February 2, 2012

Public Hearing Wednesday To Discuss Designated Tuition

Texas A&M University President Dr. R. Bowen Loftin has scheduled a public hearing for 3 p.m., Wednesday, Feb. 15 in Room 601 of Rudder Tower for students, faculty, staff and the public to discuss plans for Designated Tuition for the 2012-2013 academic year.

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5 Comments to Public Hearing Wednesday To Discuss Designated Tuition

  1. Why am I taxed 10% on my tuition bill for underprivileged students to get scholarships when I have to work very hard and bust my butt and borrow money to stay in school. What gives you the right to tax me without legislative authority? I am NOT pleased!

  2. Michael Bunch on February 3rd, 2012
  3. I second that!!!!!

  4. Cindy on February 8th, 2012
  5. Who said the “underprivileged don’t have to work, bust their butts or borrow money as well? We are all in the same position.

  6. Marissa Escamilla on February 9th, 2012
  7. You can gripe and moan all you want, the hard truth is the people that are “under-privileged” will get better jobs, pay more in taxes and eventually raise kids who will do the same. You can’t just think about yourself all the time. You need to look at the big picture. Poor people are worthwhile too.

  8. Jack on February 15th, 2012
  9. As far as “underprivileged students” go, I’m in favor of anyone getting a chance to learn, because that’s what being part of a society is — helping out each other to make the best they can of the hand they’re dealt. Not everyone was born to middle class or upper-middle class parents, and not everyone has had the opportunities that I or a lot of my peers have had. If a student has the brains to succeed and money is the issue, then I want them to have the money to go to school. An educated population is better than a clever underclass, which is what the selfish, “f you, I got mine” policies that others seem to have.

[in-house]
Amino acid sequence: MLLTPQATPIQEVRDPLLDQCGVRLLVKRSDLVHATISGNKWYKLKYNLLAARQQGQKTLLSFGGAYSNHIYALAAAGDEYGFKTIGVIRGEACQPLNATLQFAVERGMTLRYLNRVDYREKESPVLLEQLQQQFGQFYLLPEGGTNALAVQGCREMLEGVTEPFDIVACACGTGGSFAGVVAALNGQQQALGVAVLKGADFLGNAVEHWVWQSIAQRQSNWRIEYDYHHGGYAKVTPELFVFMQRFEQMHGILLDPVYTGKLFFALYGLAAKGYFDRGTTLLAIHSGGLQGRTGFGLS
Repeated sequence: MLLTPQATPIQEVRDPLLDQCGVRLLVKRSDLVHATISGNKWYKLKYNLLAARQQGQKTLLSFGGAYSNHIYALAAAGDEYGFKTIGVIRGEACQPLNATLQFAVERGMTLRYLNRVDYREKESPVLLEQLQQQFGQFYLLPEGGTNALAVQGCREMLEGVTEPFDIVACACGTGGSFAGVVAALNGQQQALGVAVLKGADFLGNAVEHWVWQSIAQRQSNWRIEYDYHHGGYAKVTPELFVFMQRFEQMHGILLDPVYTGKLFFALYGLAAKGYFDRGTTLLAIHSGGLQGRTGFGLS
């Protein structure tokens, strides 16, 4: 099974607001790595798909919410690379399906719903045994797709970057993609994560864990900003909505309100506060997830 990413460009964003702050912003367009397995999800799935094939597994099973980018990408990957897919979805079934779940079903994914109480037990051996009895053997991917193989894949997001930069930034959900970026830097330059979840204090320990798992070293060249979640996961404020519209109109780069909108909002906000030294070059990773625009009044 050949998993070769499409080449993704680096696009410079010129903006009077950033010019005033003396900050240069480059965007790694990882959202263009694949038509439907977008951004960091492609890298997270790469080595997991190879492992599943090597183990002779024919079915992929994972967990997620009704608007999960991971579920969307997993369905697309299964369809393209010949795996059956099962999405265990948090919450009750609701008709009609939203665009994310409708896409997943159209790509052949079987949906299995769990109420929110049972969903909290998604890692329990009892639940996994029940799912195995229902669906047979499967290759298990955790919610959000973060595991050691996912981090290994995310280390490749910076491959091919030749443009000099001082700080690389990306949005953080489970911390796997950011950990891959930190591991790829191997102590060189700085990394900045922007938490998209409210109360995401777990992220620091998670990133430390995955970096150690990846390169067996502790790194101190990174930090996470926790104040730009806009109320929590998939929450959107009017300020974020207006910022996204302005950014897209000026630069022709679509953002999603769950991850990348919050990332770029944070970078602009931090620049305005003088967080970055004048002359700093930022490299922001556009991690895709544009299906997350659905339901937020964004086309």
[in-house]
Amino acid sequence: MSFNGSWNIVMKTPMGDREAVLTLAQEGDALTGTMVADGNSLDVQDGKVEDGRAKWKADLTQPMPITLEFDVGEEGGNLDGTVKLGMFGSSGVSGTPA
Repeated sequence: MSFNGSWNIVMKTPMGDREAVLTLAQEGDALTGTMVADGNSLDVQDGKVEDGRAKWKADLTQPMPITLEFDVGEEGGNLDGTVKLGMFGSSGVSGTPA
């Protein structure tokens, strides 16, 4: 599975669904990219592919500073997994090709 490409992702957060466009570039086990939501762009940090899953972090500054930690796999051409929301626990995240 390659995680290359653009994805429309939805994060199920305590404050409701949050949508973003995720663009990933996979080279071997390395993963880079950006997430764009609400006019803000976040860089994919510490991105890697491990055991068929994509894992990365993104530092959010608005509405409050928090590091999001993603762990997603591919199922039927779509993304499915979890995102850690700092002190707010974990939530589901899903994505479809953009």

In terms of borrowing money, you may want to ask why designated tuition happens in the first place. Usually, it’s because the university cannot get the state legislature to agree to a tuition increase. So the university tacks on the money they need in fees, including designated tuition. Which means that if you have a scholarship or fellowship, or a means to get your tuition waived, you still have to borrow money to pay those fees. It’s a shell game that both the legislature and the administration are complicit in for different reasons, but the ultimate fault lies with a legislature that does not have the courage to spend what they need to to make Texas universities as great as they could be.

  10. Matthew Davis on February 15th, 2012
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